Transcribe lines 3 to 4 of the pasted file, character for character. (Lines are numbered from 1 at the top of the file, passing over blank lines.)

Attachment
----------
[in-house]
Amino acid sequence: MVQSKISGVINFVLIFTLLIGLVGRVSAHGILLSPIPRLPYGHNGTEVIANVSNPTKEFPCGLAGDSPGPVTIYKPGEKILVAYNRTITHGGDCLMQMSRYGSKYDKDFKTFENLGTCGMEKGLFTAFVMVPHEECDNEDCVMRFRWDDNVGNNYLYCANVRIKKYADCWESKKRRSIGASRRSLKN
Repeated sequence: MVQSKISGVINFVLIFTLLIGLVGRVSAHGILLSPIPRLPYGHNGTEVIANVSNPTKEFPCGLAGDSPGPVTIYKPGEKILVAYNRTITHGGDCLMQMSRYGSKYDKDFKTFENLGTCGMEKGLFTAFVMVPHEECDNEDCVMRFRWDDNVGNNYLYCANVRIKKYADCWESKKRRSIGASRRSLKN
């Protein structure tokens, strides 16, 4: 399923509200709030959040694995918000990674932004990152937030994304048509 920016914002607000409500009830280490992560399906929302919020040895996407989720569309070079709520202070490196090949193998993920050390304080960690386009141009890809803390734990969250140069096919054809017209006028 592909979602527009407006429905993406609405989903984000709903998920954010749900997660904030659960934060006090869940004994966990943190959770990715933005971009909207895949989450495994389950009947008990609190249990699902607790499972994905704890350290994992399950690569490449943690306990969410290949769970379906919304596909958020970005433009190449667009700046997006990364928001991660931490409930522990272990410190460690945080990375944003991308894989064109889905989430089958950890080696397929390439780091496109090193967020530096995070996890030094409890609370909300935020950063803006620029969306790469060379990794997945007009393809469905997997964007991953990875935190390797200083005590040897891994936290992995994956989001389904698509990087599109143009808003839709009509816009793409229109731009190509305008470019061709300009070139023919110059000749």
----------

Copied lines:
Repeated sequence: MVQSKISGVINFVLIFTLLIGLVGRVSAHGILLSPIPRLPYGHNGTEVIANVSNPTKEFPCGLAGDSPGPVTIYKPGEKILVAYNRTITHGGDCLMQMSRYGSKYDKDFKTFENLGTCGMEKGLFTAFVMVPHEECDNEDCVMRFRWDDNVGNNYLYCANVRIKKYADCWESKKRRSIGASRRSLKN
């Protein structure tokens, strides 16, 4: 399923509200709030959040694995918000990674932004990152937030994304048509 920016914002607000409500009830280490992560399906929302919020040895996407989720569309070079709520202070490196090949193998993920050390304080960690386009141009890809803390734990969250140069096919054809017209006028 592909979602527009407006429905993406609405989903984000709903998920954010749900997660904030659960934060006090869940004994966990943190959770990715933005971009909207895949989450495994389950009947008990609190249990699902607790499972994905704890350290994992399950690569490449943690306990969410290949769970379906919304596909958020970005433009190449667009700046997006990364928001991660931490409930522990272990410190460690945080990375944003991308894989064109889905989430089958950890080696397929390439780091496109090193967020530096995070996890030094409890609370909300935020950063803006620029969306790469060379990794997945007009393809469905997997964007991953990875935190390797200083005590040897891994936290992995994956989001389904698509990087599109143009808003839709009509816009793409229109731009190509305008470019061709300009070139023919110059000749």